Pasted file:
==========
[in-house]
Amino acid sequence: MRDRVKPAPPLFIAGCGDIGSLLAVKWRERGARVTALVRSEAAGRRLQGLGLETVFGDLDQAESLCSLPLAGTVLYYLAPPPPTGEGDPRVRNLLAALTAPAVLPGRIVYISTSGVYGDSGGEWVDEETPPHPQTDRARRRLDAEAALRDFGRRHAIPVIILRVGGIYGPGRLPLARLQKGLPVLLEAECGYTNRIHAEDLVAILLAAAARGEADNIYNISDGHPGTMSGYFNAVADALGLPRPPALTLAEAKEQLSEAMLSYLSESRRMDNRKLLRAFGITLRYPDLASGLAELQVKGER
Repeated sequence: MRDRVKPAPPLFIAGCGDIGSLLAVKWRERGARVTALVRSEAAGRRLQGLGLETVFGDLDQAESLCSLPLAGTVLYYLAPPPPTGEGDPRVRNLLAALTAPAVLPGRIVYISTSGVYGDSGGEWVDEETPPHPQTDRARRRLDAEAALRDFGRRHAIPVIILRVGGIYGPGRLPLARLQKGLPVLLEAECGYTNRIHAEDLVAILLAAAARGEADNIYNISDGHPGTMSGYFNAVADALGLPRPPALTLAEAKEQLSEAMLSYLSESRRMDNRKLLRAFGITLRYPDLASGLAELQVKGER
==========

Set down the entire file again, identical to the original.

[in-house]
Amino acid sequence: MRDRVKPAPPLFIAGCGDIGSLLAVKWRERGARVTALVRSEAAGRRLQGLGLETVFGDLDQAESLCSLPLAGTVLYYLAPPPPTGEGDPRVRNLLAALTAPAVLPGRIVYISTSGVYGDSGGEWVDEETPPHPQTDRARRRLDAEAALRDFGRRHAIPVIILRVGGIYGPGRLPLARLQKGLPVLLEAECGYTNRIHAEDLVAILLAAAARGEADNIYNISDGHPGTMSGYFNAVADALGLPRPPALTLAEAKEQLSEAMLSYLSESRRMDNRKLLRAFGITLRYPDLASGLAELQVKGER
Repeated sequence: MRDRVKPAPPLFIAGCGDIGSLLAVKWRERGARVTALVRSEAAGRRLQGLGLETVFGDLDQAESLCSLPLAGTVLYYLAPPPPTGEGDPRVRNLLAALTAPAVLPGRIVYISTSGVYGDSGGEWVDEETPPHPQTDRARRRLDAEAALRDFGRRHAIPVIILRVGGIYGPGRLPLARLQKGLPVLLEAECGYTNRIHAEDLVAILLAAAARGEADNIYNISDGHPGTMSGYFNAVADALGLPRPPALTLAEAKEQLSEAMLSYLSESRRMDNRKLLRAFGITLRYPDLASGLAELQVKGER